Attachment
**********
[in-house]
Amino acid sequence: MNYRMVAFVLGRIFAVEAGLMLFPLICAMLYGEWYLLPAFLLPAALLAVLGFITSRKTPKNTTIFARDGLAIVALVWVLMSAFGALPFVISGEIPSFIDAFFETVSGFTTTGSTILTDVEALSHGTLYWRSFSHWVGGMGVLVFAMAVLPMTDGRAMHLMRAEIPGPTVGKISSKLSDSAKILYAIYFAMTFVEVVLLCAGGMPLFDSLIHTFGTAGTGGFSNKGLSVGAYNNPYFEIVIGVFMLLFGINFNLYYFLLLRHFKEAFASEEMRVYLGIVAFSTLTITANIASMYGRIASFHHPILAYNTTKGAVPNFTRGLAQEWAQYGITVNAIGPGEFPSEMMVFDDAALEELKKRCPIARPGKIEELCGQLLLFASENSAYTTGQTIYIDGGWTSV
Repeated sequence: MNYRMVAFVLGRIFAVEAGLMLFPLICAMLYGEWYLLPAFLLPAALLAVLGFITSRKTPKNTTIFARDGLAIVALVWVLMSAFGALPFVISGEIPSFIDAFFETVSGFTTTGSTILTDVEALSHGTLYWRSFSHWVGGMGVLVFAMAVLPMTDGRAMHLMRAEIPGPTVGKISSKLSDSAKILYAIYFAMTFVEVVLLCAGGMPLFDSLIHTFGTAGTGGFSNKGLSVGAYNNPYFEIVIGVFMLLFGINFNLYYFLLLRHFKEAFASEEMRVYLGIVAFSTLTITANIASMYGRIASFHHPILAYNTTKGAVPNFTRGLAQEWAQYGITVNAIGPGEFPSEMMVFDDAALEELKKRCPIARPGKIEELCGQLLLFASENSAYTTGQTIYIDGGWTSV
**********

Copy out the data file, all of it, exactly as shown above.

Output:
[in-house]
Amino acid sequence: MNYRMVAFVLGRIFAVEAGLMLFPLICAMLYGEWYLLPAFLLPAALLAVLGFITSRKTPKNTTIFARDGLAIVALVWVLMSAFGALPFVISGEIPSFIDAFFETVSGFTTTGSTILTDVEALSHGTLYWRSFSHWVGGMGVLVFAMAVLPMTDGRAMHLMRAEIPGPTVGKISSKLSDSAKILYAIYFAMTFVEVVLLCAGGMPLFDSLIHTFGTAGTGGFSNKGLSVGAYNNPYFEIVIGVFMLLFGINFNLYYFLLLRHFKEAFASEEMRVYLGIVAFSTLTITANIASMYGRIASFHHPILAYNTTKGAVPNFTRGLAQEWAQYGITVNAIGPGEFPSEMMVFDDAALEELKKRCPIARPGKIEELCGQLLLFASENSAYTTGQTIYIDGGWTSV
Repeated sequence: MNYRMVAFVLGRIFAVEAGLMLFPLICAMLYGEWYLLPAFLLPAALLAVLGFITSRKTPKNTTIFARDGLAIVALVWVLMSAFGALPFVISGEIPSFIDAFFETVSGFTTTGSTILTDVEALSHGTLYWRSFSHWVGGMGVLVFAMAVLPMTDGRAMHLMRAEIPGPTVGKISSKLSDSAKILYAIYFAMTFVEVVLLCAGGMPLFDSLIHTFGTAGTGGFSNKGLSVGAYNNPYFEIVIGVFMLLFGINFNLYYFLLLRHFKEAFASEEMRVYLGIVAFSTLTITANIASMYGRIASFHHPILAYNTTKGAVPNFTRGLAQEWAQYGITVNAIGPGEFPSEMMVFDDAALEELKKRCPIARPGKIEELCGQLLLFASENSAYTTGQTIYIDGGWTSV